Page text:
Coronavirus - Child Employment
Here is some guidance put together for employers who are employing young people aged 13-16 years (inclusive) during the Coronavirus pandemic.
The NNCEE recommends employers should undertake the following good practice:
- Write to parents to reassure them about the steps taken to keep employees safe and what to do if they or their child has any concerns or objections. Pass on web links to Government and Public Health England information pages.
- If any parent or young person no longer wishes to continue with their work, then of course they should be released from their duties. Waiver normal leaver notice periods if people really want to give up.
- Ensure risk assessments are up to date, signed and dated by parent/guardian, along with having emergency contact details for the young person and their parent / carer.
- Employers would need to consider the risk of Covid-19 for the young person working and if that increases the risk for other members of their household.
- Businesses should ensure the young person is able to keep to the rules regarding social distancing when at work. This advice applies to both inside the business and in the external public areas. If this is not possible then the young person should be released from their role until social distancing rules are relaxed.
- Young people should be reminded to wash their hands for 20 seconds and more frequently than normal.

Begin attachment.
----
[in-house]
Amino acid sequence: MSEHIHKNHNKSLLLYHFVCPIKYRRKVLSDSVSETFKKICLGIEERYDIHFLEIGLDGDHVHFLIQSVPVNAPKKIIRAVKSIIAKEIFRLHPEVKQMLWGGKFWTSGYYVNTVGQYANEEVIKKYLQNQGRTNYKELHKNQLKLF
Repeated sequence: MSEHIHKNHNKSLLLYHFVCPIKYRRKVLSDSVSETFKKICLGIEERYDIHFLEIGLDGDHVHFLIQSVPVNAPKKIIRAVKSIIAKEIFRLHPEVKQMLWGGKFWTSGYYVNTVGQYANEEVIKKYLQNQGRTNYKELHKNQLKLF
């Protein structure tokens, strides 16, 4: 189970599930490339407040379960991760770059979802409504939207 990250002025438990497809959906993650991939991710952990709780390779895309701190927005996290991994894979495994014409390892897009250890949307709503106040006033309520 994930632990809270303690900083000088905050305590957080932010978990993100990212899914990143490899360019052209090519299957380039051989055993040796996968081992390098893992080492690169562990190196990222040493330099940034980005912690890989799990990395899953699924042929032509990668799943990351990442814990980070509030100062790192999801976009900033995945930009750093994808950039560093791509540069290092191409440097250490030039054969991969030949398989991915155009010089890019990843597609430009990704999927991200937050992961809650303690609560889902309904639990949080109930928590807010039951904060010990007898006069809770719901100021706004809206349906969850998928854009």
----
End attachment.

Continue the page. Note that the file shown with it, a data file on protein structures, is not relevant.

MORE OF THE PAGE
- Provide tissues and hand sanitiser, gloves and other personal protection equipment in the shop/business for the young people to use if they need to.
- If a young person presents at work with Covid-19 symptoms you must send them home and inform the parents straight away and take appropriate action.
- Do not force anyone to do their work if they need to self-isolate. Find cover for them.
- Inform the young person / parent / carer if other members of staff have developed symptoms of Covid-19 to see if any additional action should be taken.
In the case of newspaper deliveries,
- Ensure the young workers do not come into contact with the householders in their course of their work, being able to drop newspapers on doorsteps and through letterboxes. They should not be knocking on doors or obtaining signatures or collecting payment.
- Ensure young people know what to do if they encounter someone with Covid-19 symptoms in the course of their work / delivery and whom they should report this information to. A young person should not go into the home.
- Make arrangements for gloves and masks where required. The World Health Organisation has confirmed that the likelihood of an infected person contaminating commercial goods is low, and therefore the risk of contracting Covid-19 through receipt of a printed paper is infinitely small: https://www.inma.org/blogs/earl/post.cfm/zero-incidents-of-covid-19-transmission-from-print-surfaces
- Only delivering the round alone or with a member of the same household.
- Consider options to deliver at a time that suits the worker if they feel more comfortable delivering when it is likely that there are fewer people about (though most deliver in the morning anyway) ensuring this still meets employment byelaws.